Wednesday, August 28, 2019

Running Your Own Race

                                   Run Your Own Race

I like to run, not only for exercise but because I can think clearly when I run. I think about my future while running, and maybe that's because running is moving forward. My favorite place to run is on the beach. The ocean inspires me to think about life and what I want out of life. I see people running together but I prefer to run alone so I can focus internally. I first started running back in 2006 after my daughter died from cancer. Running gave me a outlet for my pain, and it still does.

A few years after my daughter died I went to a clinical psychologist just to talk. As it turned out he was also a Life Coach and eventually I studied under him and obtained my Life Coaching certificate. It was through my own personal coaching practice that I found my vision in life. I set goals and achieved  my dreams, and desires. Through life coaching I began to think thoughts that  I had not thought, and to say what I had not said, and to dream what I had never imagined. This was when I was able to create the life I want to live.

Can a person be 100% happy?  Yes, I believe we can.  

Running, meditating, and praying have been ways that I have found contentment, and peace after my daughter died.  I believe that Nicki would be happy for me, and she would not want me to be sad all the time. All of us have to find our own happiness in life. No one can find happiness for us. So search inside because there you will find your happiness.

 RUN YOUR OWN RACE to happiness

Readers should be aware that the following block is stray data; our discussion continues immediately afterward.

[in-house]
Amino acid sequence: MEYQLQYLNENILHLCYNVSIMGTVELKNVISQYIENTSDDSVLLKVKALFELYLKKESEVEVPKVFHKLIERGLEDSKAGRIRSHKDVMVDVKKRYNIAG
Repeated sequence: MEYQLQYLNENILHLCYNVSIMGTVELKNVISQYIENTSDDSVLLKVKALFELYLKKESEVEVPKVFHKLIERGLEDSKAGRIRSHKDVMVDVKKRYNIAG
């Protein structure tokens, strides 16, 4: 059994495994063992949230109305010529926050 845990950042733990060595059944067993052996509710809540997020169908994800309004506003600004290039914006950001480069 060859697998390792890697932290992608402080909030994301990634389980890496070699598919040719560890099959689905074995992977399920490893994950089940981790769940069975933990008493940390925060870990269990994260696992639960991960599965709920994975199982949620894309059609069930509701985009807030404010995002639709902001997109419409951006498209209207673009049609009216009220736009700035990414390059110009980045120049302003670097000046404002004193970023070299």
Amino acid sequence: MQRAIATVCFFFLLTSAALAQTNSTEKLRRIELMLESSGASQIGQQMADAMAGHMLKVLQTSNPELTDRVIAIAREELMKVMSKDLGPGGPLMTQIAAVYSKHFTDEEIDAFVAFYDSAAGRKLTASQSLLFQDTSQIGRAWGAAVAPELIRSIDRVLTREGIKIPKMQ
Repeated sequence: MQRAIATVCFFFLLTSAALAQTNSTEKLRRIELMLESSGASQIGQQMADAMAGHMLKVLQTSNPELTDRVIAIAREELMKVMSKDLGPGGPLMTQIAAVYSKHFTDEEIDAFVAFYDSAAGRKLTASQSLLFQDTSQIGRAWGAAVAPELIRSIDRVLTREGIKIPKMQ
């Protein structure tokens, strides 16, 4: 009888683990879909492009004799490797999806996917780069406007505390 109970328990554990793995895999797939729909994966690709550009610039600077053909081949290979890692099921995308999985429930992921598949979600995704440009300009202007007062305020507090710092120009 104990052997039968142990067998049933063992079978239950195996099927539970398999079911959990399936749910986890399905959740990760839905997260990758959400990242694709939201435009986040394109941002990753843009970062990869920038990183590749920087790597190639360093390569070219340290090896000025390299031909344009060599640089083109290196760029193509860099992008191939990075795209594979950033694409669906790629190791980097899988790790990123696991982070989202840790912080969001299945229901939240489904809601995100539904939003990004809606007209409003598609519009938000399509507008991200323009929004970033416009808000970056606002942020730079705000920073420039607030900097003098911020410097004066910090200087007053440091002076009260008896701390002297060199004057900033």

Tuesday, August 6, 2019


When life gives you a hundred reasons to cry, show life that you have a thousand reasons to smile.  ~Author Unknown
For those of us who are baby boomers, whose parents are now elderly, I'm wondering how you are emotionally handling watching your mother or father age? My mother Beverly is eighty-six and has Alzheimer's. Mom now lives in Michigan near my sister and her family they are her caretakers. The photo above is a recent picture of mom and me taken a couple of weeks ago when I was visiting her at the assisted living facility.

It is sad seeing mom becoming frail and even harder leaving her to come home to Florida, where I live. I don't like to see my mom weak she had always been the strong one. She needs assistance to get around, she is very unsteady which is so sad because not that many years ago she was walking ten miles a day, she loved to walk. She also exercised daily, and played golf on a regular basis. But not anymore!

It's hard to believe that Alzheimer's was first discovered in 1906, and that not much has changed about the disease since then.  Currently, at least 44 million people all over the world live with Alzheimer's in spite of the continued efforts through research to find a cure.

I miss having conversations with mom, like we used to. Now I have to remind her who I am. I can call her but she doesn't know it's me, her Bunny baby, as she called me. I will return to see mom again in September, and hold her hand, like I did when I was a small child because I needed her security. The truth is that I still need her security, but she doesn't know that anymore, but I know it, so I'll cling to her as long as I can.